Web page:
Jo March and her husband Professor Bhaer operate the Plumfield School for poor boys. When Dan, a tough street kid, comes to the school, he wins Jo's heart despite his hard edge, and she ... See full summary »
Harry and Inez are a dance team at the Wonder Bar. Inez loves Harry, but he is in love with Liane, the wife of a wealthy business man. Al Wonder and the conductor/singer Tommy are in love ... See full summary »
Charles returns to Paris to reminisce about the life he led in Paris after it was liberated. He worked on "Stars and Stripes" when he met Marion and Helen. He would marry and be happy ... See full summary »
Colonel John Wister, on duty with the British army in the desert region of Dubik, returns to England on leave. There he falls in love with Julia Ashton, who cares deeply for him but ... See full summary »
The owner of a San Francisco saloon yearns to rank among the upper crust of Nob Hill. When he begins romancing a wealthy socialite it looks like he may have his entree into high society. ... See full summary »
John Hathaway is a professor of psychology at Digby College. His students are bored as he is with the students. He leaves college to go to New York to have his manuscript on jealousy ... See full summary »
Jo March and her husband Professor Bhaer operate the Plumfield School for poor boys. When Dan, a tough street kid, comes to the school, he wins Jo's heart despite his hard edge, and she defends him when he is falsely accused. Dan's foster father, Major Burdle, is a swindler in cahoots with another crook called Willie the Fox. When the Plumfield School becomes in danger of foreclosure, the two con men cook up a scheme to save the home. Written by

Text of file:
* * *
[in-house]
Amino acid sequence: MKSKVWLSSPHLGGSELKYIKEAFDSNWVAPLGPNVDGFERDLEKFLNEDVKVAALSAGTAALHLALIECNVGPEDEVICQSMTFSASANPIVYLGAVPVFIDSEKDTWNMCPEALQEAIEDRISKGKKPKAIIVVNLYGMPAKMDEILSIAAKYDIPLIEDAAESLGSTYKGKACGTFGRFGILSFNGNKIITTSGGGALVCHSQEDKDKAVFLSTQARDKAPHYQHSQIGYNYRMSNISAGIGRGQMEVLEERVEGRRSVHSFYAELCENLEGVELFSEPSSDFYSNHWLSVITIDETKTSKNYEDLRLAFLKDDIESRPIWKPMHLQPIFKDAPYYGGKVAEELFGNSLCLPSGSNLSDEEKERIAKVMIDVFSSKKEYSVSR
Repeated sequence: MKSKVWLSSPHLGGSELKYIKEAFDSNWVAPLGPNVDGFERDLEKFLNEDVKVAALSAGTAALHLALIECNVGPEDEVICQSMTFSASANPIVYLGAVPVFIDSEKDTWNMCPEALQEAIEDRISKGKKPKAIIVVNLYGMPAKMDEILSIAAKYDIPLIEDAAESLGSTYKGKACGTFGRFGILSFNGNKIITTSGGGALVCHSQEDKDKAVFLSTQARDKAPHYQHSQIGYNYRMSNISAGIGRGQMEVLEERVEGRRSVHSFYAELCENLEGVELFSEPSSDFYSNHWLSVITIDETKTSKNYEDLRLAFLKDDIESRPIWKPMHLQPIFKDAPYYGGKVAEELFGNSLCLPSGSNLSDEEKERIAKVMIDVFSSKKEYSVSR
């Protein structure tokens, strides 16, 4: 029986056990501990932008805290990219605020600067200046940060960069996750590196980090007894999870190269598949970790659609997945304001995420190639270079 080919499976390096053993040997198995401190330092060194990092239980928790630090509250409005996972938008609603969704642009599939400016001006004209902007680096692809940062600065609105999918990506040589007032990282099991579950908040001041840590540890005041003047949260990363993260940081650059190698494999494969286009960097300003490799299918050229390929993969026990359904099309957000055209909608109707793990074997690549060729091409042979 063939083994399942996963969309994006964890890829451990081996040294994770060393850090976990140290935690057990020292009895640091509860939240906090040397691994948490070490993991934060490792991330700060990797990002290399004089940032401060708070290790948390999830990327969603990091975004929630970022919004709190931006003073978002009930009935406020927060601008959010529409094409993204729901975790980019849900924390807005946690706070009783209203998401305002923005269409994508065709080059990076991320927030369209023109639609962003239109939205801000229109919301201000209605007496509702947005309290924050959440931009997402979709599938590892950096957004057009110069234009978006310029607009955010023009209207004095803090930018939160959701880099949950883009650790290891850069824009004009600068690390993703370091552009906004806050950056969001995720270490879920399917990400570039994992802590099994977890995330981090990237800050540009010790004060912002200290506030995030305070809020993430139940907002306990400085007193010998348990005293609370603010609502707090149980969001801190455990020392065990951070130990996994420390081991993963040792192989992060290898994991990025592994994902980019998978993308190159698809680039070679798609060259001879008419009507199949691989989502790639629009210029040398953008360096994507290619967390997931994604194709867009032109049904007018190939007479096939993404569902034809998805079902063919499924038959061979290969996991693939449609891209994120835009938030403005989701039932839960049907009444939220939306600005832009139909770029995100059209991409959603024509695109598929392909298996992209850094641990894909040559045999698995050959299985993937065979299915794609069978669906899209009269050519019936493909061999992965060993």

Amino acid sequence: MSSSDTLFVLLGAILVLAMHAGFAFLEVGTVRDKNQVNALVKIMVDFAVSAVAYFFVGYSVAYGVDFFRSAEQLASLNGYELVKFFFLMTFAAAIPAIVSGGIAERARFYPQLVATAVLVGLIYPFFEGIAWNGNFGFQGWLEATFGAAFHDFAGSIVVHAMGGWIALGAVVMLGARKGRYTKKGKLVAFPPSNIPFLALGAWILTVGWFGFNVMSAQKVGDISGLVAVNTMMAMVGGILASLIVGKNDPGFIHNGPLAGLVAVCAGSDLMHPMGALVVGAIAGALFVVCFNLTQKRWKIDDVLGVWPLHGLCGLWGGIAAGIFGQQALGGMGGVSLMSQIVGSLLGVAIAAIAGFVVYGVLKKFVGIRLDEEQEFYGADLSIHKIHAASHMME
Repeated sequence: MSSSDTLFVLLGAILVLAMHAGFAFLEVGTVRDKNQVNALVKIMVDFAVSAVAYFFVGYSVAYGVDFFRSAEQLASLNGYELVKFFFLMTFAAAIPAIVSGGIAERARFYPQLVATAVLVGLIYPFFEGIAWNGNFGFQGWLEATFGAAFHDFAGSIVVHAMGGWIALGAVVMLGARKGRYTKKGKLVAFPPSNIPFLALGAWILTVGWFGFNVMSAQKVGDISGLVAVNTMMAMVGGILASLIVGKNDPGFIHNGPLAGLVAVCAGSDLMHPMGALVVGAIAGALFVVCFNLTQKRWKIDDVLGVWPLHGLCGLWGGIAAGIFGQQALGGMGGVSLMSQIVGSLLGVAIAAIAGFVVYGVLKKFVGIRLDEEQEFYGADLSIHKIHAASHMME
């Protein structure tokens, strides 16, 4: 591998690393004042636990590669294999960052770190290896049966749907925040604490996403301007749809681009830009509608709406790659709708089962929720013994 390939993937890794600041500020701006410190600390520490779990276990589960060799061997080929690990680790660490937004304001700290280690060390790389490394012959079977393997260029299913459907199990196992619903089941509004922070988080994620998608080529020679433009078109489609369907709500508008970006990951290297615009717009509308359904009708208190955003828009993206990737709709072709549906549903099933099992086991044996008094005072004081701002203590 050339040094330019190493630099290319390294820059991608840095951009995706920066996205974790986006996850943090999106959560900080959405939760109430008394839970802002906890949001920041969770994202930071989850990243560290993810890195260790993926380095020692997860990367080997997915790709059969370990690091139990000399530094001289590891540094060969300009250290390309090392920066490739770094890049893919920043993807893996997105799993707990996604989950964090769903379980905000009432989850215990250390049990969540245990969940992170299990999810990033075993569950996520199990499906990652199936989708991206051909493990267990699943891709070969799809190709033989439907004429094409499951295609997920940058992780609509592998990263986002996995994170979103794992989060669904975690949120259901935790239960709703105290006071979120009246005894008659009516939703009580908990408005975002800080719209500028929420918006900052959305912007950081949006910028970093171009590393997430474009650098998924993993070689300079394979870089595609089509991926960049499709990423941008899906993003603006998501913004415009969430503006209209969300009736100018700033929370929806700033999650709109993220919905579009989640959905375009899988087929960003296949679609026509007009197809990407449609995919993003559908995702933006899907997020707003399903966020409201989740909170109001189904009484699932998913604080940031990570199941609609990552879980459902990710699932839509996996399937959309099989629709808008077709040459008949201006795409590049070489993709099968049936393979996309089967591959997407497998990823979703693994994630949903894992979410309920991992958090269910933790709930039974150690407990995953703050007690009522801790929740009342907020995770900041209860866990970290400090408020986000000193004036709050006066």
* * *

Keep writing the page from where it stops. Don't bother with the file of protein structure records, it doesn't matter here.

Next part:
Jim Beaver <email@example.com>
This film uses several of the Gone with the Wind (1939) exterior sets, including Tara, the train shed, and several of the Atlanta street buildings. One of the best close-up views of Tara's front porch and door. See more »
At about five minutes, the Baby turns completely around in its box between shots. See more »
Elsie the Cow Before you watch this 1940 version of "Little Men", you should be aware that it is only BASED on the Louisa May Alcott story. So much of it is a creation of the studio that at times, it's almost unrecognizable from the source material. I really wanted to see the original, but the story I did see was still pleasant.
The story begins with a baby being dropped in the lap of a film-flam man (George Bancroft). Not surprisingly, the child, Dan, grows up to be a smaller version of his dad--full of the devil and way too old for his age. However, after years of traveling the country selling patent medicine and lying up a blue streak, it becomes inevitable that Dan should go to school. So, he's placed in the boarding school run by Jo (the main character from "Little Women") and the boy fits in about as well as a stripper at a Baptist Bible college!! In addition, Jo's husband unwisely believes Dan's father is a decent man and industrialist and entrusts them with the home's assets. What happens next? See the film.
The emphasis in this "Little Men" is clearly on Dan as well as on laughs. Now the film was quite enjoyable--the acting was nice (especially Kay Francis as Jo) and the script nice. It just wasn't "Little Men"!
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